What’s a Low FODMAP Diet?
First, you must understand that a low FODMAP diet is very restrictive. It is not meant to be a permanent eating pattern. Instead, the idea behind a low FODMAP diet is to give your gut a chance to heal. A low FODMAP diet allows the gut to restore the normal balance of beneficial bacteria and heal inflammation in the gut wall. The restrictive diet lasts for about three to eight weeks. Once your body has adjusted and “reset,” you will gradually begin to add individual FODMAPs back into the diet. You do this by adding a single food you have previously avoided, such as cabbage or apples. If you don’t have any symptoms after one week, that food should be safe to eat and you can try another food. If the gastrointestinal or other symptoms return, you must continue to avoid that food.
Low FODMAP Foods
The infographic contains a detailed list of low FODMAP foods, but here are some basics:
Vegetables: broccoli, Brussels sprouts, butternut squash (¼ cup only), carrots, celery, corn (½ cob) cucumbers, kale, green beans, green leaves but not bulbs of leeks and scallions, lettuce, potatoes, pumpkin, summer squash, spinach and tomatoes.
Fruits: bananas, blueberries, grapes, honeydew melon, kiwifruit, lemons, oranges, fresh pineapple, raspberries and strawberries.
Meats: almost all meats, poultry, seafood and shellfish
Grains: most wheat-free and gluten free breads and baked products, buckwheat, rice, oatmeal
Nuts and Seeds: nuts, pumpkin seeds, sesame seeds, sunflower seeds (may need to limit amounts)
Condiments and Beverages: mayonnaise, strawberry jam or jelly, ketchup, mustard, soy sauce, alcohol (limited), coffee, tea, small amounts of low FODMAP fruit juices.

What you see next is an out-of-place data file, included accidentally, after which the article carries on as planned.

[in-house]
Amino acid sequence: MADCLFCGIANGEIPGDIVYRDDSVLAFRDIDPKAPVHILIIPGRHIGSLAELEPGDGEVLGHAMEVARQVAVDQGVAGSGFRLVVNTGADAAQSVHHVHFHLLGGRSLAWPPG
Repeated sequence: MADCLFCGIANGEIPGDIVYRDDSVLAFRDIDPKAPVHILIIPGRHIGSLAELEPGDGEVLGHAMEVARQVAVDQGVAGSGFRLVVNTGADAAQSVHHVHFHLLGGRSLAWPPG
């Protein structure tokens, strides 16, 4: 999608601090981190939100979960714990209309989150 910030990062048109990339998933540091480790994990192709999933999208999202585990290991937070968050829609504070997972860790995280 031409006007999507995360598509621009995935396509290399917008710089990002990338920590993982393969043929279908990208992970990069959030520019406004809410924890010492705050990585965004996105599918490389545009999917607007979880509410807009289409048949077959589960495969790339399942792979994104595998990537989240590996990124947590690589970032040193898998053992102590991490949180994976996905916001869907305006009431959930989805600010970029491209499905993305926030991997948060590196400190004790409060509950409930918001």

Dairy products: butter, eggs, cheese, almond and other lactose-free milks, whipped cream, lactose-free yogurt.
High FODMAP Foods
The infographic contains a detailed list of high FODMAP foods, but here are some basics:
Vegetables: artichoke, asparagus, dried beans, lima beans, soybeans, cabbage, garlic, leaks, onions, peas.
Fruits: apples, apricots, avocados, blackberries, cherries, figs, grapefruit, peaches, pears, raisins, watermelon.
Meats: chorizo, sausage and processed meats.
Grains: wheat and all wheat products such as bread, baked goods, cookies and pasta; rye, spelt and almond meal.
Nuts and Seeds: cashews and pistachios
Condiments and Beverages: gravy with flour or onion, hummus, honey, mixed berry jam, relish, tahini and prepared foods that contain polyol sweeteners like xylitol; beer, rum, tea with added sweeteners, fruit juices like apple juice or pear nectar.
Dairy products: milk, buttermilk, ricotta cheese, custard, gelato, ice cream.
If you have IBS or similar problems, it is well worth the time to try a FODMAP diet. It may be wise to consult a knowledgeable physician or dietitian first. If you tried the FODMAP diet before, please share your story with others by leaving a comment below.